Since 1989, Kater has been nominated seven times for the Indie "Best New Age Album" award, winning the award in 1992 for his critically acclaimed album, Migration, with Native American flutist R. Carlos Nakai. Kater has garnered awards such as New Age Voice magazine’s 1998 Best Meditation/Healing Award for his Compassion CD and the 1998 Visionary Retailers First Place Award for World Flutes I. Tower Records’ Pulse magazine placed his Dance Of Innocents recording with Nawang Khechog in the Top 100 Independent Records of 1998;. Various other finalist awards went to Kater’s Essence, Eco-Challenge and Winds of Devotion recordings. The majority of his albums have appeared in the Top 10 of National Airplay charts and in the Top 20 of Billboard’s New Age and Contemporary Jazz charts.
In addition to scoring for television, video and film projects, Kater has written the music for various award winning Broadway and Off-Broadway dramatic plays. He has collaborated with Pulitzer Prize winning playwright, Lanford Wilson; legendary director Marshall Mason; and actors including John Malkovich, Jon Voight, Ethan Hawke, Tyne Daly, Tony Randall, Joan Allen, Christopher Reeve, Jennifer Jason-Leigh, Judd Hirsch, Laura Linney and Christine Lahti to name a few. Also, through repeated invitations to perform at various exclusive events at Robert Redford’s Sundance Institute; John Denver’s Choices for the Future and countless environmental and humanitarian symposiums around the world, Kater has had the honor of performing for celebrities and dignitaries such as Mikhail Gorbachev, George Bush, Thich Nhat Hanh, Gerald Ford, Ted Turner, Shirley Maclaine, Dustin Hoffman, Sean Connery, Sidney Pollack, Alan Alda, Bill Murray, Chevy Chase, Dennis Weaver, Griffin Dunne, Raul Julia, Karl Malden, Laura Dern, James L. Brooks and many others.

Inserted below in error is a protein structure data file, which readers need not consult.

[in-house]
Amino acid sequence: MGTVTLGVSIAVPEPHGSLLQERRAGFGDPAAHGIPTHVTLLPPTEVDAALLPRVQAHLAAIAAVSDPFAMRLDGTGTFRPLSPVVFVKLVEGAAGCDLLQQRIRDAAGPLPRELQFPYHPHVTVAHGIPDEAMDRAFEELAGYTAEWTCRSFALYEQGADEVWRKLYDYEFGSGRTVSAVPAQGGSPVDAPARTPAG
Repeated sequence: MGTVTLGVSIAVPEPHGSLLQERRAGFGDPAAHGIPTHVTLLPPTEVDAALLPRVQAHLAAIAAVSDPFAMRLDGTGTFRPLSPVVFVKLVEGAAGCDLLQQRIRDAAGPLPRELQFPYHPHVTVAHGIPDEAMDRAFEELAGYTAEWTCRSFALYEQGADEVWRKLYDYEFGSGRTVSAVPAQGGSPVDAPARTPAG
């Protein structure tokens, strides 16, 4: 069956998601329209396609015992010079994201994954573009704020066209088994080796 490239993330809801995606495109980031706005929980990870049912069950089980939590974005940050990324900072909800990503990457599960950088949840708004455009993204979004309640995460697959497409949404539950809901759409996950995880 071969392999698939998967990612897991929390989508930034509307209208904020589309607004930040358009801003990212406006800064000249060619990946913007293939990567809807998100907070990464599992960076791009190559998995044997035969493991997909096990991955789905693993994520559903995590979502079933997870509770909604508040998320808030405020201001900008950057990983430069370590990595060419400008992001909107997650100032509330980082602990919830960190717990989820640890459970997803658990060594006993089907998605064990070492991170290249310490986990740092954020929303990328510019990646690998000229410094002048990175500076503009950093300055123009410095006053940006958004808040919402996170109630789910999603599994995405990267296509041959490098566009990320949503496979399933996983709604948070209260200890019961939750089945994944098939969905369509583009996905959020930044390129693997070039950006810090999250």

Of German birth and descent, Peter moved to New Jersey from Munich, Germany at the age of four and began studying the piano, at his mother’s demand, when he was seven. Seven years of classical training led into playing Rock & Roll and Top 40 bands around New Jersey and New York while studying contemporary improvisation. Moving to Boulder, Colorado at the age of eighteen, he began a six-year period of playing only improvisationally in clubs throughout the Rocky Mountain region. “I didn’t want to play anything the same way twice, being in the moment and spontaneous was very important to me, both musically and personally”, said Kater. When he was twenty years old he accepted a scholarship to the California Institute of the Arts in Los Angeles but quit after two months, preferring his life as a professional musician.